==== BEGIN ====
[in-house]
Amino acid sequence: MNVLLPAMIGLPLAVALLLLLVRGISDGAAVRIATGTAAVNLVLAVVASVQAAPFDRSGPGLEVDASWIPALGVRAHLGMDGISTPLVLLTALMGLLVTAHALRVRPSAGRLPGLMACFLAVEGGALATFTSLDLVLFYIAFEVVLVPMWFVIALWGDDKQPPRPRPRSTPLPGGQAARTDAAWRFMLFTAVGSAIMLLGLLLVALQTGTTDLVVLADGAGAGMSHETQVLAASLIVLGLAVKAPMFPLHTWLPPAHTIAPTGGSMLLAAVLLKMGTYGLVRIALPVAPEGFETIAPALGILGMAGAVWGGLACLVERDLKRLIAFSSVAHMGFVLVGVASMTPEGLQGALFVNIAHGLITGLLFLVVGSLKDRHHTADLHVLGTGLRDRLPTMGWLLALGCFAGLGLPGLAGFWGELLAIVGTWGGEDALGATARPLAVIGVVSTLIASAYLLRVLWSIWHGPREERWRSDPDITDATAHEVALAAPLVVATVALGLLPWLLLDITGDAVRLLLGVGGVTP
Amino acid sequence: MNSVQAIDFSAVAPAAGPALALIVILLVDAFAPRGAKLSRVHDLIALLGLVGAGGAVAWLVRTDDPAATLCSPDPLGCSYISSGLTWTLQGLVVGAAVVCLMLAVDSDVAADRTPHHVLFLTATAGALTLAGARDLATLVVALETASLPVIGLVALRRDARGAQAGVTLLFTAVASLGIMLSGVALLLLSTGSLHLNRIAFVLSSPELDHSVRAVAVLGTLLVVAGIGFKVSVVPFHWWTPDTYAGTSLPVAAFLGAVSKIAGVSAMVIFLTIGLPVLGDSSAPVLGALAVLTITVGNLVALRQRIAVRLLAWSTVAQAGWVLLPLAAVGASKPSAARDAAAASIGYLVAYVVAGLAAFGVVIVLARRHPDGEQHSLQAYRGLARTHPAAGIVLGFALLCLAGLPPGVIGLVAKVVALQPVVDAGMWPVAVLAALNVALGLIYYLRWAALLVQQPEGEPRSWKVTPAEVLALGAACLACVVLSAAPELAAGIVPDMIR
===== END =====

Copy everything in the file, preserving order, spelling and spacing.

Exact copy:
[in-house]
Amino acid sequence: MNVLLPAMIGLPLAVALLLLLVRGISDGAAVRIATGTAAVNLVLAVVASVQAAPFDRSGPGLEVDASWIPALGVRAHLGMDGISTPLVLLTALMGLLVTAHALRVRPSAGRLPGLMACFLAVEGGALATFTSLDLVLFYIAFEVVLVPMWFVIALWGDDKQPPRPRPRSTPLPGGQAARTDAAWRFMLFTAVGSAIMLLGLLLVALQTGTTDLVVLADGAGAGMSHETQVLAASLIVLGLAVKAPMFPLHTWLPPAHTIAPTGGSMLLAAVLLKMGTYGLVRIALPVAPEGFETIAPALGILGMAGAVWGGLACLVERDLKRLIAFSSVAHMGFVLVGVASMTPEGLQGALFVNIAHGLITGLLFLVVGSLKDRHHTADLHVLGTGLRDRLPTMGWLLALGCFAGLGLPGLAGFWGELLAIVGTWGGEDALGATARPLAVIGVVSTLIASAYLLRVLWSIWHGPREERWRSDPDITDATAHEVALAAPLVVATVALGLLPWLLLDITGDAVRLLLGVGGVTP
Amino acid sequence: MNSVQAIDFSAVAPAAGPALALIVILLVDAFAPRGAKLSRVHDLIALLGLVGAGGAVAWLVRTDDPAATLCSPDPLGCSYISSGLTWTLQGLVVGAAVVCLMLAVDSDVAADRTPHHVLFLTATAGALTLAGARDLATLVVALETASLPVIGLVALRRDARGAQAGVTLLFTAVASLGIMLSGVALLLLSTGSLHLNRIAFVLSSPELDHSVRAVAVLGTLLVVAGIGFKVSVVPFHWWTPDTYAGTSLPVAAFLGAVSKIAGVSAMVIFLTIGLPVLGDSSAPVLGALAVLTITVGNLVALRQRIAVRLLAWSTVAQAGWVLLPLAAVGASKPSAARDAAAASIGYLVAYVVAGLAAFGVVIVLARRHPDGEQHSLQAYRGLARTHPAAGIVLGFALLCLAGLPPGVIGLVAKVVALQPVVDAGMWPVAVLAALNVALGLIYYLRWAALLVQQPEGEPRSWKVTPAEVLALGAACLACVVLSAAPELAAGIVPDMIR